Most Clients Are Dead
“My target audience is everybody.”
Have you ever heard someone say that?
This week I met an entrepreneur in the the wellness niche who was angry that she couldn’t find a designer that “got” her.
“I ask them for a logo, and they make something purple. Don’t they get that wellness isn’t just for women?! It’s for everybody!”
It reminded me of a great opening to a Louis CK show, where he says:
“Hello Everybody! Actually, why should I say everybody? You’re not everybody. Actually, most people are not here. Most people are in China, actually. Actually, most people are dead, did you know that?”
What that entrepreneur tried to express is that her audience consists of both women and men — but that still doesn’t mean it’s “everybody”. A few minutes into our talk, we realized “everybody” is 20-60 years old, living in Manhattan, with high socioeconomic status, and into yoga and other wellness activities.
I guess there are no more than 150,000 of them — but for sure not everyone, and not even close.
But it’s for everyone!
Entrepreneurs love to imagine that their product is a good fit for everyone, just like Google and Facebook are for everyone. They tend to forget that no product or company starts with the mainstream.
Every product, including Facebook, starts as a niche product with a few first users (often called “the early adopters”). If the product isn’t a great fit for those first users, if it isn’t cool and valuable enough for them, they will never use it and the product won’t get to the mainstream ever.
When entrepreneurs try to get everyone, they dilute their brand — and reduce the chance to actually excite someone.
Cue your work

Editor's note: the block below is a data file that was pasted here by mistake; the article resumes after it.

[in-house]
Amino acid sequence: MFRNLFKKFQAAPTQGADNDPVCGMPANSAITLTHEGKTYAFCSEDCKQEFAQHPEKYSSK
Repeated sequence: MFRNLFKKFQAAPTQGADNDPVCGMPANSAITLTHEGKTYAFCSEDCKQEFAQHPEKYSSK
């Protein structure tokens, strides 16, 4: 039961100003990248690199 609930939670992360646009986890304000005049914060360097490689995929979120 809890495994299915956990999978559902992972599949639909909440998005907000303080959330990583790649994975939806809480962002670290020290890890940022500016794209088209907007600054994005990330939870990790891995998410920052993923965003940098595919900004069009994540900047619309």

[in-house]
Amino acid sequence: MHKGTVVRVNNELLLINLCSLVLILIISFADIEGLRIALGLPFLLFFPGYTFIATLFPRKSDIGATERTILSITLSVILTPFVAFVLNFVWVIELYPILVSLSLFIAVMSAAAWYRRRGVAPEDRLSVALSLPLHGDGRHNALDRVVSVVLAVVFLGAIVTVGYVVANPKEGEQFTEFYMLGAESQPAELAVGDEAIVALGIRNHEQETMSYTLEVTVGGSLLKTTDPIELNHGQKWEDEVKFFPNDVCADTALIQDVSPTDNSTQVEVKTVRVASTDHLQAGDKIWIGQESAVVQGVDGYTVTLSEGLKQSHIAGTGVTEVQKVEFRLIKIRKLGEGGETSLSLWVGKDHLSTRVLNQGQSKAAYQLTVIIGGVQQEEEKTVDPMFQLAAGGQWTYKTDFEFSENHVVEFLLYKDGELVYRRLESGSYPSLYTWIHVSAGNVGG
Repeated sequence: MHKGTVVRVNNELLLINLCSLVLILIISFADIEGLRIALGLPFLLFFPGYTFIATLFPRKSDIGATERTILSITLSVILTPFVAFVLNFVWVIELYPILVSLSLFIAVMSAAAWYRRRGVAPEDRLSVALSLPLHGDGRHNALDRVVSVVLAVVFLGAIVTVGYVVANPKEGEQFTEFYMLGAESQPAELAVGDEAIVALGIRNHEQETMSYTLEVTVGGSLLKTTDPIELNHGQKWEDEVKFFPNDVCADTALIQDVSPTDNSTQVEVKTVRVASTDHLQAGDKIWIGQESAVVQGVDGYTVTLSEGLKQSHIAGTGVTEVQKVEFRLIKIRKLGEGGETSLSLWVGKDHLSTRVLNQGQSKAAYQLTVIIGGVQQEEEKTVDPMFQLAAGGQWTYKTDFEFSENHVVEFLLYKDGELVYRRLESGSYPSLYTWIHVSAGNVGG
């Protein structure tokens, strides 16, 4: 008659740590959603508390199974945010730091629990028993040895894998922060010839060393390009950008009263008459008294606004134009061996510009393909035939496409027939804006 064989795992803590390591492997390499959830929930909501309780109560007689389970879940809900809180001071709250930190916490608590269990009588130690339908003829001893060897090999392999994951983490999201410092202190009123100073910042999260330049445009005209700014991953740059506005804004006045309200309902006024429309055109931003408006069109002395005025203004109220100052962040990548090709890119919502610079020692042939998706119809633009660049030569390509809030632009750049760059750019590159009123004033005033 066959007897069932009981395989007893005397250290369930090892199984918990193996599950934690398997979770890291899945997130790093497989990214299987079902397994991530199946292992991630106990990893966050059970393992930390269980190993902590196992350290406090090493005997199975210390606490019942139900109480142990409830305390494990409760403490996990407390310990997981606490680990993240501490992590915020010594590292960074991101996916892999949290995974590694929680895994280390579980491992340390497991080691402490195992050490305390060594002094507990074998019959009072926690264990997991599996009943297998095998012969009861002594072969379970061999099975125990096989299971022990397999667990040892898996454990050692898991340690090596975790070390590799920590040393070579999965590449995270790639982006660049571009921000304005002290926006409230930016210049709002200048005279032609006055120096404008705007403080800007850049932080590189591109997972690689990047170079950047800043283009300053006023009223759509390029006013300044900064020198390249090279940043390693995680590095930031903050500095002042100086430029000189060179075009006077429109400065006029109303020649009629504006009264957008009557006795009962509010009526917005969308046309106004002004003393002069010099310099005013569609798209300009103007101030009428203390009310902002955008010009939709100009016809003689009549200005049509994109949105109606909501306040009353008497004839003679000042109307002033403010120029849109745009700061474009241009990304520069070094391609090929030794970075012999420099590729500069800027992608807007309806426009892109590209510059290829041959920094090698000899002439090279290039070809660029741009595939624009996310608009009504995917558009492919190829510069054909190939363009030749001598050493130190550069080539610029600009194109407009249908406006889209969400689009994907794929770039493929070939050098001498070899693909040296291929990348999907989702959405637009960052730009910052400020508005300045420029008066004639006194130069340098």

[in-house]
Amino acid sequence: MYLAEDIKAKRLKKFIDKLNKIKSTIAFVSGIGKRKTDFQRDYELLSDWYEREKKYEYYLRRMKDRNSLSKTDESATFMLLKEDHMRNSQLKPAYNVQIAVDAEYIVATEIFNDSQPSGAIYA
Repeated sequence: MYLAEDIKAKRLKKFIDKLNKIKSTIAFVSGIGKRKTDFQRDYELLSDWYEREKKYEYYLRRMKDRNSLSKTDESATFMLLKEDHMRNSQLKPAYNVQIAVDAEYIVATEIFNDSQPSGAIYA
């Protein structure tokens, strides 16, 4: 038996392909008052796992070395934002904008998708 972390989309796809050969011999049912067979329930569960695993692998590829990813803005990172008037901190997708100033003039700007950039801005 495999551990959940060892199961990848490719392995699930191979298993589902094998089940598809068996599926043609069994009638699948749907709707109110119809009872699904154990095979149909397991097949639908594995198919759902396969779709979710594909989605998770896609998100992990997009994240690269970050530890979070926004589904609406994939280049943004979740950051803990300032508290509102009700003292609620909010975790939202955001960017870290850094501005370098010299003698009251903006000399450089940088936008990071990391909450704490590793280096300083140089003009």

Our work as creatives is to help entrepreneurs focus and define their target market. Whether it’s a restaurant or an app, both have a target audience, and it’s not everyone.
The better job we are at defining target markets, the better we can design. We can learn who their audience is and how they talk, behave, and live — what is the visual and virtual world they live in, what moves and influences them. With that, we can improve our client’s chance to succeed.
Now let’s talk about you. Yes, you.
You have to decide and understand who YOUR target market is. Too many creatives I meet think that their potential audience is everyone. If you can pay, you’re in.
That’s a huge mistake.
As your target audience grows, you dilute your own brand — and, as we learned above, you decrease your chances of actually exciting anyone enough to work with you.
The more specific you are about who your client is, the easier it is to market yourself.
I, for example, love working with technologies companies. And, to be even more specific, my target market is startups. Once I was able to define that, life got easier.
Clients that are outside of the startup world aren’t a potential client for me. I can learn where startup people hang out, speak their language, read the blogs they read, go to events they go to – and build my network this way. They see me as an expert in this niche, and refer me to each other.
Many people, both clients and freelance creatives, are afraid to make this choice about choosing their target audience. It’s scary to limit yourself!
It makes you say: That’s who I am and these are the people I want to work with.
That’s not an easy thing to say. What if you’re wrong? What if tomorrow there’s a client that I miss because they’re not in this audience?
Like all good things in life, you can’t dance at two weddings. Want to be great? Be great for someone specific — and decide who you’re not good for at all.
Ran is head of product, designer and co-founder at the nuSchool. He's also a freelance designer working with Startups, the a mentor at The Designer's Pricing Class. He's now working on a new class Marketing For Honest Freelancers.
Want to learn how to market as a creative? I’m recording a new course – marketing for honest freelancers. Subscribe here and be the first one in on it.
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